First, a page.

We are a nation of laws, not proclamations, despite what our current (and previous) president seem to think. Sometimes laws are passed that enable the executive branch to have some discretion in the enactment of the law. Thus, Presidents and indeed governors can make some policy decisions if the law allows them to. When the executive branch acts contrary to a law, we sometimes get the judicial branch deciding just what the law should say. But clearly written laws avoid such a mess.
When Proposition 2 passed by initiative last November and the Acting Governor Brad Little and Secretary of State Lawrence Denney signed it two weeks later, it became the law of the state of Idaho. It was a simple law that directed the Idaho Department of Health and Welfare to change Medicaid eligibility in Idaho. With this law people who previously could not access health insurance on the Idaho health insurance exchange because they had too little income, become eligible for Medicaid health insurance. The initiative language was consistent with the language of the Affordable Care Act, which became federal law in 2010, and still is the law of the land.
Six months later the Idaho legislature passed, then Governor Little signed SB 1204 and that became law immediately, April 9th, 2019. This law had many provisions asking the Idaho DHW to request waivers of the federal government so that Idaho’s Medicaid plan could be different than laid out in federal law.
But the drafters of the “Medicaid Sideboards” knew they were out on a limb. They were warned and considered that what they were asking might not fly with federal statute. They did the honorable thing and included an escape clause in amongst their laundry list of waiver requests. Here it is, from Idaho Code Title 56, Chapter 2:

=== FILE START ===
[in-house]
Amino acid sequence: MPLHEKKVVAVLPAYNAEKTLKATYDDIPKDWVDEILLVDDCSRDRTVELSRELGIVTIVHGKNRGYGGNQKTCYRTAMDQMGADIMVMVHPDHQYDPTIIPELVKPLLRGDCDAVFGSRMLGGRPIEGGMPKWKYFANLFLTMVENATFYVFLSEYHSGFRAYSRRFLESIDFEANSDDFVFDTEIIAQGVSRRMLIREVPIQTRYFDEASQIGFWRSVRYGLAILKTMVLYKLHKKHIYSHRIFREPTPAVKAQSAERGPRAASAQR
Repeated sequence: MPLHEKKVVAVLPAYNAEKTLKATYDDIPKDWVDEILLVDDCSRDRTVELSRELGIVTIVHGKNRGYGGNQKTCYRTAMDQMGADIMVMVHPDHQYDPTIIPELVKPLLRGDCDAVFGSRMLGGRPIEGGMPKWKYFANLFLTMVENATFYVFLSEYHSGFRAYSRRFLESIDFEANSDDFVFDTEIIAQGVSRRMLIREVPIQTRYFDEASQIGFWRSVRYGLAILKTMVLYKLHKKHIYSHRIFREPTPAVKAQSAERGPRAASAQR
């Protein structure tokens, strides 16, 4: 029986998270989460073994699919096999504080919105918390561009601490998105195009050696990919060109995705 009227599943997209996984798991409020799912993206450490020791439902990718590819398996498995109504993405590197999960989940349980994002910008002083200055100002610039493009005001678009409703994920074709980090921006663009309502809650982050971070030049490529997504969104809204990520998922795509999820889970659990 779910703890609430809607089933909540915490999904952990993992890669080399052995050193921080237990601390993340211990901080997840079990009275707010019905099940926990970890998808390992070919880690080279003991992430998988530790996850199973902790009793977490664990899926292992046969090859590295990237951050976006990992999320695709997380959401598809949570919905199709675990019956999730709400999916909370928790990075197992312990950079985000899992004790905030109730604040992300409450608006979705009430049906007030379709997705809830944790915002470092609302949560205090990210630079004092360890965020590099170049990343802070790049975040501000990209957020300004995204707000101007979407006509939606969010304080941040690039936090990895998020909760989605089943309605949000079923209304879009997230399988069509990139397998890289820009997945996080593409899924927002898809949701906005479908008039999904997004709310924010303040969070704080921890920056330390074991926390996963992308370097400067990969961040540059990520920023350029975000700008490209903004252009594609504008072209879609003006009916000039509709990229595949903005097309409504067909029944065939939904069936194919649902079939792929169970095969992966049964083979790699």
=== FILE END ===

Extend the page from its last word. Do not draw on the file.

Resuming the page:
Eligibility for medicaid as described in this section shall not be delayed if the centers for medicare and medicaid services fail to approve any waivers of the state plan for which the department applies, nor shall such eligibility be delayed while the department is considering or negotiating any waivers to the state plan. The department shall not implement any waiver that would result in a reduction in federal financial participation for persons identified in subsection (1) of this section below the ninety percent (90%) commitment described in section 1905(y) of the social security act.
This is important for Idaho because this is exactly where the state of Utah finds itself now. Utah passed a similar initiative to Prop 2, but then the Utah legislature did about what the Idaho legislature did and directed the state to ask for waivers to limit the full expansion. The Trump administration has indicated they will deny those requests.
Obama administrators did the same, denying waiver requests from states who wanted partial expansion or added tough sideboards. Their intent was to encourage states to do full expansion.
But now, the Trump administration is betting on its lawsuit to get the whole ACA declared unconstitutional, as they argued before the US 5th Circuit Court of Appeals. A decision on this will be coming in the next few weeks. Then it likely will be appealed to the US Supreme Court.
But for now, the ACA, and Idaho’s Proposition 2, and the sideboards bill are all laws of the land. It was a noble thing for Idaho lawmakers to include the “escape clause” in their bid for sideboards and I applaud them for that consideration. It is hard to proceed on these shifting sands.
The ACA was a baby step in health care reform. It reinforced the private health insurance industry but did little to control costs.
Should the 5th Circuit support the Republican argument to repeal the ACA, we will have significant turmoil in the healthcare marketplace. But significant change usually only comes out of turmoil. Maybe that’s what we need, turmoil not tweets.